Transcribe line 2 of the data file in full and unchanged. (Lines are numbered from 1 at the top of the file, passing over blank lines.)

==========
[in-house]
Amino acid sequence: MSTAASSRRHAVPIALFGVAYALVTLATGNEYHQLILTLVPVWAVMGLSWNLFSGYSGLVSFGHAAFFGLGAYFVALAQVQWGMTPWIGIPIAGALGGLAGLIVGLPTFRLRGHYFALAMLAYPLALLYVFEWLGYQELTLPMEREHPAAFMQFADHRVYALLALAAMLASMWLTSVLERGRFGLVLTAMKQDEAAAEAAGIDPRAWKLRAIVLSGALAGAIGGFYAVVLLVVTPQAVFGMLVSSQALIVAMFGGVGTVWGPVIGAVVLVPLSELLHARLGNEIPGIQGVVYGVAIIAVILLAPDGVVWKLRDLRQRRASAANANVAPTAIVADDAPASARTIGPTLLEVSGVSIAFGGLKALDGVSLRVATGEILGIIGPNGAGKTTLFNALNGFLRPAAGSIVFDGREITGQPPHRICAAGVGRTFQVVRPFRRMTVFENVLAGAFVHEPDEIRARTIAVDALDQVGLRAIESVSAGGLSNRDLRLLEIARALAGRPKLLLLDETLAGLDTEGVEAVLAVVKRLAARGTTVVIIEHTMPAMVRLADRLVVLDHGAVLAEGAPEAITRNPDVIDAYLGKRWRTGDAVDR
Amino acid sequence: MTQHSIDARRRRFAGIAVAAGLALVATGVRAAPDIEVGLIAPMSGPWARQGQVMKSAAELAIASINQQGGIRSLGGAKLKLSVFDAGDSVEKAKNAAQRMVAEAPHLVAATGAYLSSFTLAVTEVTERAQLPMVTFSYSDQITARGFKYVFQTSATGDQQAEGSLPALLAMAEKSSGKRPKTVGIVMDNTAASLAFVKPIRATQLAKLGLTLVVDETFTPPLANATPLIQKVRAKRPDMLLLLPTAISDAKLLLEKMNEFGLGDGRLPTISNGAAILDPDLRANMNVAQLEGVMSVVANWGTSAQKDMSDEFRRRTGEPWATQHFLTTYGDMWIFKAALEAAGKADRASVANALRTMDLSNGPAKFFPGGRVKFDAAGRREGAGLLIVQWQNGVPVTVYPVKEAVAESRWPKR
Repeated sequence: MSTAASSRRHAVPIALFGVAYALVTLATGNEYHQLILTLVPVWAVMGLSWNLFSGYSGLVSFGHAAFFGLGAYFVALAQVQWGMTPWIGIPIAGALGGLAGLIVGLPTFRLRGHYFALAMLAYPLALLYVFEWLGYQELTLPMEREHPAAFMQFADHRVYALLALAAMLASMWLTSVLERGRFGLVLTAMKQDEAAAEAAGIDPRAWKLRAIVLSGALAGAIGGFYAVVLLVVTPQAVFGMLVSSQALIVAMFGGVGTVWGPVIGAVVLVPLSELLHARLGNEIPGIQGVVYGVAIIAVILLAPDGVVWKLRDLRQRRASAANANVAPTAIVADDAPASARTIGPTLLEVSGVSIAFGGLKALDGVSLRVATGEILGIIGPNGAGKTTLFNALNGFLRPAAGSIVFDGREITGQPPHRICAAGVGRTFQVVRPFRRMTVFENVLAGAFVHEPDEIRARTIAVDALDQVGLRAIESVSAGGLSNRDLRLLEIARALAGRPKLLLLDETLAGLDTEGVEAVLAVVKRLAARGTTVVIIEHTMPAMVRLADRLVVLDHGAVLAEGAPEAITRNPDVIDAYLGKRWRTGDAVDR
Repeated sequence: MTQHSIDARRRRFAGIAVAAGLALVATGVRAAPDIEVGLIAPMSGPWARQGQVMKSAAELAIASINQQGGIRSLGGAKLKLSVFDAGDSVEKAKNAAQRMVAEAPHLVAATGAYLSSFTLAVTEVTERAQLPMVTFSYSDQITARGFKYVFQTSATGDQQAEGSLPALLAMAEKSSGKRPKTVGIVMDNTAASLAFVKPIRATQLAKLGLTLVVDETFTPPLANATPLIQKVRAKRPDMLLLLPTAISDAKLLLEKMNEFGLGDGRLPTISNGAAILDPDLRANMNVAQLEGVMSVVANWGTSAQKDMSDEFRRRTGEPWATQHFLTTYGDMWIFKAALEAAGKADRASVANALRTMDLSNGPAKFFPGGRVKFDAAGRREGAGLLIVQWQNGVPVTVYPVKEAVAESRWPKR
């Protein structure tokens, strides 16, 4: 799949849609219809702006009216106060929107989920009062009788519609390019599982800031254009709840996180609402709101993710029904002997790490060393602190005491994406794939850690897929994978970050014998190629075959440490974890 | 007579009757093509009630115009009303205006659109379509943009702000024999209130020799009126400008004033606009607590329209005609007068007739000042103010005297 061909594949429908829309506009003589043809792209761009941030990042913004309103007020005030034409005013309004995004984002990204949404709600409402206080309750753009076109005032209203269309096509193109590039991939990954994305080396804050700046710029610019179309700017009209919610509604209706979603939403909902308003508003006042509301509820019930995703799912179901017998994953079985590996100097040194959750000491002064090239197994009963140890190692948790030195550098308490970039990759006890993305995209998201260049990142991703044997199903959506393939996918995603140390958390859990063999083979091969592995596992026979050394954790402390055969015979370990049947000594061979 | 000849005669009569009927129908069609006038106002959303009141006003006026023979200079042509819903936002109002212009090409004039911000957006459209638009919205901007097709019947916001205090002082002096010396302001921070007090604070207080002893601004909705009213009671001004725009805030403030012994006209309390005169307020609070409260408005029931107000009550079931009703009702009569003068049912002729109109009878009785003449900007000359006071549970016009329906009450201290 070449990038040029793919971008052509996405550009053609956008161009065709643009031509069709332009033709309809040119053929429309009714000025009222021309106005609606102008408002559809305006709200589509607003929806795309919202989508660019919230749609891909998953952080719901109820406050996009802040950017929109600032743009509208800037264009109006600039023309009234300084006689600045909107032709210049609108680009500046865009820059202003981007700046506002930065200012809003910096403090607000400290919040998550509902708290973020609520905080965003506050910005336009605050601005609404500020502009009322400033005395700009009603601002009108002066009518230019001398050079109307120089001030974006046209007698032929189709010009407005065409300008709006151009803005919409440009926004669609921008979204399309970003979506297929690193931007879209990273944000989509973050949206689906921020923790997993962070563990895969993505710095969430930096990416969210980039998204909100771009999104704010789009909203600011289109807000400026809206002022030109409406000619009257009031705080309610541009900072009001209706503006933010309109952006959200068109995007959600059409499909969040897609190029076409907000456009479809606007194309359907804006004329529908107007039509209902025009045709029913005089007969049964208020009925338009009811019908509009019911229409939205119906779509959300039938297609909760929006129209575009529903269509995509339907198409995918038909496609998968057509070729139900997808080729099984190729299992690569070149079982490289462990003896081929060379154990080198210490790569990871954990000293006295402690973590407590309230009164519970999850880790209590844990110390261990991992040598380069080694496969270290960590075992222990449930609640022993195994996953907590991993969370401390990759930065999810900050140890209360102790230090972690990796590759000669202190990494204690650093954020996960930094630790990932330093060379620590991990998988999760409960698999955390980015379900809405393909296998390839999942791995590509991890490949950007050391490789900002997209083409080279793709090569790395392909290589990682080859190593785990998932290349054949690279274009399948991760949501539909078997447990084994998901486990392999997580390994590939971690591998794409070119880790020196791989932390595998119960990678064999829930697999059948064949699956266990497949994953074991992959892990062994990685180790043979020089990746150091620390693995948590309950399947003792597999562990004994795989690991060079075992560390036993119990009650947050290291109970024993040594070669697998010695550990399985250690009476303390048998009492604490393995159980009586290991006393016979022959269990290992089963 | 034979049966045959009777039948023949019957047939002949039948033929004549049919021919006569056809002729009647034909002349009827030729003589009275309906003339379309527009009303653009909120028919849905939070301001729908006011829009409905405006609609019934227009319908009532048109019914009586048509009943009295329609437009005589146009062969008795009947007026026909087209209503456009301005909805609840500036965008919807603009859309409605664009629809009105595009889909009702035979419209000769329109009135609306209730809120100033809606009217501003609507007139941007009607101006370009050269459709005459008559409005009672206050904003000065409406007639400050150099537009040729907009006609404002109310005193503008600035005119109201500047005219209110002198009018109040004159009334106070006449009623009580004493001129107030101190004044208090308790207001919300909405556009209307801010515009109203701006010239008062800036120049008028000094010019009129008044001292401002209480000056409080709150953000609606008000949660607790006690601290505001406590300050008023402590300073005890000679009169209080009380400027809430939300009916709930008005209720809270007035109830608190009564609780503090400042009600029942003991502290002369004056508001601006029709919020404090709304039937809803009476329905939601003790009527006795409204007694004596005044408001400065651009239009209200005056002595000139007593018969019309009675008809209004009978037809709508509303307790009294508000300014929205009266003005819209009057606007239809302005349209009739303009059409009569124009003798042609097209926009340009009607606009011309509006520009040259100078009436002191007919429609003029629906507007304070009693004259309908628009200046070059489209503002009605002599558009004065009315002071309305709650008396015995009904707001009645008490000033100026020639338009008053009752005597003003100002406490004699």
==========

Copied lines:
Amino acid sequence: MSTAASSRRHAVPIALFGVAYALVTLATGNEYHQLILTLVPVWAVMGLSWNLFSGYSGLVSFGHAAFFGLGAYFVALAQVQWGMTPWIGIPIAGALGGLAGLIVGLPTFRLRGHYFALAMLAYPLALLYVFEWLGYQELTLPMEREHPAAFMQFADHRVYALLALAAMLASMWLTSVLERGRFGLVLTAMKQDEAAAEAAGIDPRAWKLRAIVLSGALAGAIGGFYAVVLLVVTPQAVFGMLVSSQALIVAMFGGVGTVWGPVIGAVVLVPLSELLHARLGNEIPGIQGVVYGVAIIAVILLAPDGVVWKLRDLRQRRASAANANVAPTAIVADDAPASARTIGPTLLEVSGVSIAFGGLKALDGVSLRVATGEILGIIGPNGAGKTTLFNALNGFLRPAAGSIVFDGREITGQPPHRICAAGVGRTFQVVRPFRRMTVFENVLAGAFVHEPDEIRARTIAVDALDQVGLRAIESVSAGGLSNRDLRLLEIARALAGRPKLLLLDETLAGLDTEGVEAVLAVVKRLAARGTTVVIIEHTMPAMVRLADRLVVLDHGAVLAEGAPEAITRNPDVIDAYLGKRWRTGDAVDR